Date Published: June 28, 2016
Publisher: Public Library of Science
Author(s): Francesca R. Cianfanelli, Juliana Alcoforado Diniz, Manman Guo, Virginia De Cesare, Matthias Trost, Sarah J. Coulthurst, Eric Cascales.
The Type VI secretion system (T6SS) is widespread among bacterial pathogens and acts as an effective weapon against competitor bacteria and eukaryotic hosts by delivering toxic effector proteins directly into target cells. The T6SS utilises a bacteriophage-like contractile machinery to expel a puncturing device based on a tube of Hcp topped with a VgrG spike, which can be extended by a final tip from a PAAR domain-containing protein. Effector proteins are believed to be delivered by specifically associating with particular Hcp, VgrG or PAAR proteins, either covalently (‘specialised’) or non-covalently (‘cargo’ effectors). Here we used the T6SS of the opportunistic pathogen Serratia marcescens, together with integratecd genetic, proteomic and biochemical approaches, to elucidate the role of specific VgrG and PAAR homologues in T6SS function and effector specificity, revealing new aspects and unexpected subtleties in effector delivery by the T6SS. We identified effectors, both cargo and specialised, absolutely dependent on a particular VgrG for delivery to target cells, and discovered that other cargo effectors can show a preference for a particular VgrG. The presence of at least one PAAR protein was found to be essential for T6SS function, consistent with designation as a ‘core’ T6SS component. We showed that specific VgrG-PAAR combinations are required to assemble a functional T6SS and that the three distinct VgrG-PAAR assemblies in S. marcescens exhibit distinct effector specificity and efficiency. Unexpectedly, we discovered that two different PAAR-containing Rhs proteins can functionally pair with the same VgrG protein. Showing that accessory EagR proteins are involved in these interactions, native VgrG-Rhs-EagR complexes were isolated and specific interactions between EagR and cognate Rhs proteins identified. This study defines an essential yet flexible role for PAAR proteins in the T6SS and highlights the existence of distinct versions of the machinery with differential effector specificity and efficiency of target cell delivery.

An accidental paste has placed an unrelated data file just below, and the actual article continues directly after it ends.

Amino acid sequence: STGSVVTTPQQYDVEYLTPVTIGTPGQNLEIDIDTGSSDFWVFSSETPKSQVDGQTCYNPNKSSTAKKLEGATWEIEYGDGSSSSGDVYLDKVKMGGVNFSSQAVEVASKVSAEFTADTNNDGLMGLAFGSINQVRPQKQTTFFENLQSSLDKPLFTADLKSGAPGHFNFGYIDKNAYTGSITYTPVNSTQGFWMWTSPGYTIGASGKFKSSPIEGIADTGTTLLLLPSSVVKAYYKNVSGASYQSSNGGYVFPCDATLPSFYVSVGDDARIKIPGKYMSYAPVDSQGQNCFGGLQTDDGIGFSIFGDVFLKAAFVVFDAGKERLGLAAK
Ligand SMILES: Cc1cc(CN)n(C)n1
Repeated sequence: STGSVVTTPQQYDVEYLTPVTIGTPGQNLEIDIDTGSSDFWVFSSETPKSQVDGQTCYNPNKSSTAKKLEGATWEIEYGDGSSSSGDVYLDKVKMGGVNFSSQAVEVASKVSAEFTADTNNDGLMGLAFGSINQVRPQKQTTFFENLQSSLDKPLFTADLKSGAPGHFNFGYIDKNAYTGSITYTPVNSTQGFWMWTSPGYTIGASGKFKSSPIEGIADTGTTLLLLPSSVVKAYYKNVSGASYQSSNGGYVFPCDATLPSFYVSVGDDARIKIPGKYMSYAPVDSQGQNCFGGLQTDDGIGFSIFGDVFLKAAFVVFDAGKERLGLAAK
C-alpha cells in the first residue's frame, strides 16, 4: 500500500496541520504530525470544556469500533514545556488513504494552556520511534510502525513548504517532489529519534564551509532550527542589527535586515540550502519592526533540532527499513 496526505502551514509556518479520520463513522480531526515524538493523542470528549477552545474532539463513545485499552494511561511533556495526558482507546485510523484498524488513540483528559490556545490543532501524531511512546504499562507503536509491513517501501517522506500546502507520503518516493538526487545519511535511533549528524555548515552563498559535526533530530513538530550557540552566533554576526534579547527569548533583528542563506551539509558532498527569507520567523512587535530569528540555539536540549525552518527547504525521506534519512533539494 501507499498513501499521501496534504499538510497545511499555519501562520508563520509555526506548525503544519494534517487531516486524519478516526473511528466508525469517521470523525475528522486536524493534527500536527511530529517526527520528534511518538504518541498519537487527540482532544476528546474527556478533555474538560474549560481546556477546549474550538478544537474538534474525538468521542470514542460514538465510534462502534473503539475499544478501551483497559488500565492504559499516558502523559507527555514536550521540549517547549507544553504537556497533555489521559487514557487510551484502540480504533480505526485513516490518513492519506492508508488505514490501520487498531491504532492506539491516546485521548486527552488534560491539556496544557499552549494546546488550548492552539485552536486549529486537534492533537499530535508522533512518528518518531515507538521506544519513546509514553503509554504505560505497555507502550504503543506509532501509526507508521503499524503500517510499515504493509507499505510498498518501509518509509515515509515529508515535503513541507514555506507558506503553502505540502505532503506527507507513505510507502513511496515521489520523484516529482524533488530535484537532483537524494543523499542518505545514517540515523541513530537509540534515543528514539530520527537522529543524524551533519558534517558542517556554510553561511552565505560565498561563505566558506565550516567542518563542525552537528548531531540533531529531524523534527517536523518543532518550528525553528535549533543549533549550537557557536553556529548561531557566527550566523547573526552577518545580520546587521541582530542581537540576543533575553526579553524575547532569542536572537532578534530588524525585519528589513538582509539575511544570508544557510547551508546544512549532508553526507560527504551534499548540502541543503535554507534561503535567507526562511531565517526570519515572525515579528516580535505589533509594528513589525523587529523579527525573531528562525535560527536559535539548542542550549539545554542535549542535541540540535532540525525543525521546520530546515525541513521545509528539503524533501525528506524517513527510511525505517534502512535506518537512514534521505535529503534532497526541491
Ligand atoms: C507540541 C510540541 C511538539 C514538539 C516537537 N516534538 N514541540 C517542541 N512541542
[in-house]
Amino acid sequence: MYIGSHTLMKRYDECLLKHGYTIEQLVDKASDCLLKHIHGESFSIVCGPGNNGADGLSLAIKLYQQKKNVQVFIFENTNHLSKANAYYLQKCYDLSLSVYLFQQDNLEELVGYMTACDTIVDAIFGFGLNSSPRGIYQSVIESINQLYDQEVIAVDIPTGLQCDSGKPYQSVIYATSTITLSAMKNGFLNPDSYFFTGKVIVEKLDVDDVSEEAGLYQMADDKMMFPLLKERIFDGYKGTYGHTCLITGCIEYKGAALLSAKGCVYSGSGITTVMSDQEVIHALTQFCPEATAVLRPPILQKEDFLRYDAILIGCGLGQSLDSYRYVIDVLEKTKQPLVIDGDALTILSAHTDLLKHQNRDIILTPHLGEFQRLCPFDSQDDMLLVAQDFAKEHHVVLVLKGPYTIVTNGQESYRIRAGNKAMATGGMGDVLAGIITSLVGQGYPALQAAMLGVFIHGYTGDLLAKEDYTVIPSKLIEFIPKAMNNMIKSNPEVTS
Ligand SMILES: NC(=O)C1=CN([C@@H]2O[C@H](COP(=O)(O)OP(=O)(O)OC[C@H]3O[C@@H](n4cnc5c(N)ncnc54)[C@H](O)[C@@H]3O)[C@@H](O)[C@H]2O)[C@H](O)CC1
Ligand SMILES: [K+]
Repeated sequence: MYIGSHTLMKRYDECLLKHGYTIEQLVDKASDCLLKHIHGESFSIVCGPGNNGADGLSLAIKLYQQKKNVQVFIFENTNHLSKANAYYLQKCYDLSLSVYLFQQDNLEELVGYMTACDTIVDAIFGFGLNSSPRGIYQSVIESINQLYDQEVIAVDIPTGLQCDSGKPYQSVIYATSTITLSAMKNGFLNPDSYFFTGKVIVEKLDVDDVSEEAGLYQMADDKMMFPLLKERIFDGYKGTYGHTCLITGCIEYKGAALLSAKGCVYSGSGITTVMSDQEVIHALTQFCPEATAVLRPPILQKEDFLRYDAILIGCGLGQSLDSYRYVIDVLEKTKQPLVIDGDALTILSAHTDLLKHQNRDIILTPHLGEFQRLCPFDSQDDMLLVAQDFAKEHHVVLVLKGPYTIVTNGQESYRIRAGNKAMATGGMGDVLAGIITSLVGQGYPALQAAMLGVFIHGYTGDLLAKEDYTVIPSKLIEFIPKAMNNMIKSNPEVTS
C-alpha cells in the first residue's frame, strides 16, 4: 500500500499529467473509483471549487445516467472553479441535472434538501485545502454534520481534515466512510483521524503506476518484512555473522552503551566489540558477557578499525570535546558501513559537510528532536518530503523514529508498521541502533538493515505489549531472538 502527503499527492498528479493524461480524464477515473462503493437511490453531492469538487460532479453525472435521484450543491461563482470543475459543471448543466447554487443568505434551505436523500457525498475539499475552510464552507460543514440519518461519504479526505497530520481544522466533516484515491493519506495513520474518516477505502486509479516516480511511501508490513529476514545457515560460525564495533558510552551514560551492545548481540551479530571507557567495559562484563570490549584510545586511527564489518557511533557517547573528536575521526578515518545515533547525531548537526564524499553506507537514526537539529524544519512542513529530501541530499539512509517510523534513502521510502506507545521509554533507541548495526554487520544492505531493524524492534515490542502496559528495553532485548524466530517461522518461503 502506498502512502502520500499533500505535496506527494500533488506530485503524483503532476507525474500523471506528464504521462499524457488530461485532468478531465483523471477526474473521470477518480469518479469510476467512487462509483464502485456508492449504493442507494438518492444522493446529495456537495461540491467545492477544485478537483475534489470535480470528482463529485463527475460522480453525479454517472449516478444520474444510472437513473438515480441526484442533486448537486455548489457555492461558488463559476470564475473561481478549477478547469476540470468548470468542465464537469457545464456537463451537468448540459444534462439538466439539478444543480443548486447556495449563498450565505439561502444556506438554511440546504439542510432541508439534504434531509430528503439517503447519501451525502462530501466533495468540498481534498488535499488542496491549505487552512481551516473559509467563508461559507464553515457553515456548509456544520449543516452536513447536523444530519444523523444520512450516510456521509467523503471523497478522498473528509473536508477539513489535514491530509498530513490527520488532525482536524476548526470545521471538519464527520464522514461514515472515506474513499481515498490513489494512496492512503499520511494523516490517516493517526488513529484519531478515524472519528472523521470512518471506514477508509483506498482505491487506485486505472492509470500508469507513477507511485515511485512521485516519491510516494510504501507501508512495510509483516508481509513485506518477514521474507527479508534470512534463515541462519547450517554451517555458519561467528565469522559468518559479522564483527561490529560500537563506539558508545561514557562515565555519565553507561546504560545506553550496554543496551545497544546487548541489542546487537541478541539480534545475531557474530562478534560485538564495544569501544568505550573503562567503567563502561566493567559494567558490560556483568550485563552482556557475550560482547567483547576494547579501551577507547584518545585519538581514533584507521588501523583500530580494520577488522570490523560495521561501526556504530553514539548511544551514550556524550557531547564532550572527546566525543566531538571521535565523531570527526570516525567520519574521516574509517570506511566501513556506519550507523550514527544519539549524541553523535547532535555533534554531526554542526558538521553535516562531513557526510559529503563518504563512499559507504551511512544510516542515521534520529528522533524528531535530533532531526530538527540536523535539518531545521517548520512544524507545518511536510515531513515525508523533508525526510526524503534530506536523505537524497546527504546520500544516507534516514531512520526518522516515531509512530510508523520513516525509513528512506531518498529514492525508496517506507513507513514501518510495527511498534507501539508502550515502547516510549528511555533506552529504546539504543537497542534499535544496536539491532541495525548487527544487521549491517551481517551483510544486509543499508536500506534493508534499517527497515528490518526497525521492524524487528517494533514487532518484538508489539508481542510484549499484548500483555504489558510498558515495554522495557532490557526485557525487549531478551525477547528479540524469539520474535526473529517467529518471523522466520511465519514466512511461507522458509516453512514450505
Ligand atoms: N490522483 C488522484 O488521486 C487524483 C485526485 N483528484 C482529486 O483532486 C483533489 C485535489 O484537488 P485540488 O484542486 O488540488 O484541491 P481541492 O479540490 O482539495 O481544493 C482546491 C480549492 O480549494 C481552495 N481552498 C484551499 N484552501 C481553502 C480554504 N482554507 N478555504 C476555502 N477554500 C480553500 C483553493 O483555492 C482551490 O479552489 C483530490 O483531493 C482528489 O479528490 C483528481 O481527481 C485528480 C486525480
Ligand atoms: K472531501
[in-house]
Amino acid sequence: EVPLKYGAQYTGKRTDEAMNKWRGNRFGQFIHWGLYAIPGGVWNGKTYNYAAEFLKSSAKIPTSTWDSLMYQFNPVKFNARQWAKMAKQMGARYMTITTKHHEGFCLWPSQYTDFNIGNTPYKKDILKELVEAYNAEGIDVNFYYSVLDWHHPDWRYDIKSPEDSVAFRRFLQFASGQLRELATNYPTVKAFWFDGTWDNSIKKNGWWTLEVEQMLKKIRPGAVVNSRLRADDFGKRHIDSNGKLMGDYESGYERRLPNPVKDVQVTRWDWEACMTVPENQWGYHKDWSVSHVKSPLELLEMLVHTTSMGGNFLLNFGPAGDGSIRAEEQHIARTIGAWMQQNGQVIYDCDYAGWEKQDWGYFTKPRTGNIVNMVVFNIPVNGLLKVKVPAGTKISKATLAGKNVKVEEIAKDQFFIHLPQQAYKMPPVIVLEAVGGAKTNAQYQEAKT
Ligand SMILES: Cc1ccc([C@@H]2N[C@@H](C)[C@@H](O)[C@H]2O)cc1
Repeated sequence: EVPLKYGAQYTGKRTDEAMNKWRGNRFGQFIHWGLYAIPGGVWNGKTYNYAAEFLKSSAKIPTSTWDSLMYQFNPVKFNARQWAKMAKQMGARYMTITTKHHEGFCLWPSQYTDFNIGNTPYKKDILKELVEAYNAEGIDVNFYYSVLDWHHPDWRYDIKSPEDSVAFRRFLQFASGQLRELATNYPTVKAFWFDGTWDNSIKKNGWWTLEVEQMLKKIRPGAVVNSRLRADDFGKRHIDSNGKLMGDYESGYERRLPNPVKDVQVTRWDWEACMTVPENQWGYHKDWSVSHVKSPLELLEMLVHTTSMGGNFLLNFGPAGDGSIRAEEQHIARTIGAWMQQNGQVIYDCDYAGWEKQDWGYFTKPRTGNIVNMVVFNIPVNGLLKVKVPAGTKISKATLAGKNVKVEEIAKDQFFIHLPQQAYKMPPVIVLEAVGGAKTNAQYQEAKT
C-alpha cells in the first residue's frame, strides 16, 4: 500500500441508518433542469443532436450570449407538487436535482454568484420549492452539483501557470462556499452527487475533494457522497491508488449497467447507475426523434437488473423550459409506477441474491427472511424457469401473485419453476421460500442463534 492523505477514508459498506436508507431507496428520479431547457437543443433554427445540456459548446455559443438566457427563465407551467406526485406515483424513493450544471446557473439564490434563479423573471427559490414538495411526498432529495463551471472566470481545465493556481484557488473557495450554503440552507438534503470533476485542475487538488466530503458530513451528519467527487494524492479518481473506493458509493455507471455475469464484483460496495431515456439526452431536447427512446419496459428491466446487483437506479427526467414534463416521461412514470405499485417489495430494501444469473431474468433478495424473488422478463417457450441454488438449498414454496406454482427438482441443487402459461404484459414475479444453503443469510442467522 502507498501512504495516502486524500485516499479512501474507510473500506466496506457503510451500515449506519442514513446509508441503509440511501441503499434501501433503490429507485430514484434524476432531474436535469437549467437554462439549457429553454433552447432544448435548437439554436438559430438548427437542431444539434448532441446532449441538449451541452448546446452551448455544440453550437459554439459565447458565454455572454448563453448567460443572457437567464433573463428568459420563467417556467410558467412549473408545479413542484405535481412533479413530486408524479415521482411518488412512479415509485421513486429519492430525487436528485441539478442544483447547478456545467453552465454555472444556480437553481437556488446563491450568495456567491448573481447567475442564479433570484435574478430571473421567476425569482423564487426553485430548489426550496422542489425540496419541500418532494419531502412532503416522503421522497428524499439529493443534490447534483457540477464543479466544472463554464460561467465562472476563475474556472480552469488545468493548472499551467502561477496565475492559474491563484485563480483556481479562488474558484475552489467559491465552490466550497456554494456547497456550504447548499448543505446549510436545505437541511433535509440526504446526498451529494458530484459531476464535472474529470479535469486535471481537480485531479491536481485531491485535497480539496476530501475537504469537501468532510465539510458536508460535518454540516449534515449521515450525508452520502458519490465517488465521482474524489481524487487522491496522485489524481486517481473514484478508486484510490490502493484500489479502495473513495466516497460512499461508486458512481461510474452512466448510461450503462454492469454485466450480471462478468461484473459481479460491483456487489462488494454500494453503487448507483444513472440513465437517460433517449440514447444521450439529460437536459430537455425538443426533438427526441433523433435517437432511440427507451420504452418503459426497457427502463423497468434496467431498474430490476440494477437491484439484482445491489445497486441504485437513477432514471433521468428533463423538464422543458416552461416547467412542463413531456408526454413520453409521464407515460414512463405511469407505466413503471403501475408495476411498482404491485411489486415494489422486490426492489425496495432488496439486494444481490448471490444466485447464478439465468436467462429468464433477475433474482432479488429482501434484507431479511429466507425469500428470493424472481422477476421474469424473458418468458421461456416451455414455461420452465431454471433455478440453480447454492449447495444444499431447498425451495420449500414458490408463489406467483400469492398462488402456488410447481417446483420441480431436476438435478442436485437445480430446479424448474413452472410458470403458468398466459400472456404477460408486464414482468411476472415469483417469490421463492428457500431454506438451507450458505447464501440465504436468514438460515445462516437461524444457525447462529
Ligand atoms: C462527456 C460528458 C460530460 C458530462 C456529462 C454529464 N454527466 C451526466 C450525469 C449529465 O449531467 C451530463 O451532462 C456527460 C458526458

Bacteria utilise a variety of mechanisms to deliver specific proteins to the extracellular environment or directly into a target cell, processes collectively termed protein secretion. Bacterial protein secretion systems play a critical role in pathogenicity and can also be instrumental for interaction with other bacteria and the environment. To date, six major secretion systems have been described in Gram-negative bacteria (Types I-VI) . The Type VI secretion system (T6SS) is widely distributed and has been linked with pathogenicity and/or interaction with eukaryotic cells in a number of important bacterial pathogens. These include Pseudomonas aeruginosa, Vibrio cholerae and Burkholderia species, where anti-eukaryotic effector proteins delivered into target host cells by the T6SS have been described [2–8]. However, it is becoming clear that many, probably most, T6SSs are used as highly efficient weapons in competition against rival bacteria. Such ‘anti-bacterial’ T6SSs have been described in varied species, including P. aeruginosa, V. cholerae, Serratia marcescens and Acinetobacter baumannii [9–12]. They should play an important role in promoting pathogen survival and fitness in polymicrobial niches, including infection sites and environmental reservoirs . Anti-bacterial T6SSs can simultaneously deliver a variety of anti-bacterial toxins (effectors) into target bacterial cells, whilst the secreting cell and its siblings are prevented from self-killing by possession of specific immunity proteins, each able to neutralise its cognate toxic effector [7, 13]. Anti-bacterial effectors identified to date include cell wall-degrading peptidoglycan hydrolases [14–17], cytoplasmic acting DNases [18–20] and membrane targeting toxins [21, 22].
In this work, we have used genetic and biochemical approaches to uncover new aspects of effector recognition and deployment by the T6SS and discovered that important subtleties exist beyond the current model. This model envisages that certain effectors are absolutely dependent on one specific VgrG whereas others are Hcp-dependent and utilise any VgrG indiscriminately, and that each PAAR protein interacts with a different VgrG protein [30, 31, 34]. In contrast, we reveal that the efficiency of delivery of cargo effectors can be modulated according to the VgrG-PAAR combination used and that two distinct PAAR-containing Rhs proteins can utilise one VgrG. Further, we show that whilst distinct and specific VgrG-PAAR combinations can support T6SS function, at least one PAAR protein is essential for T6SS activity.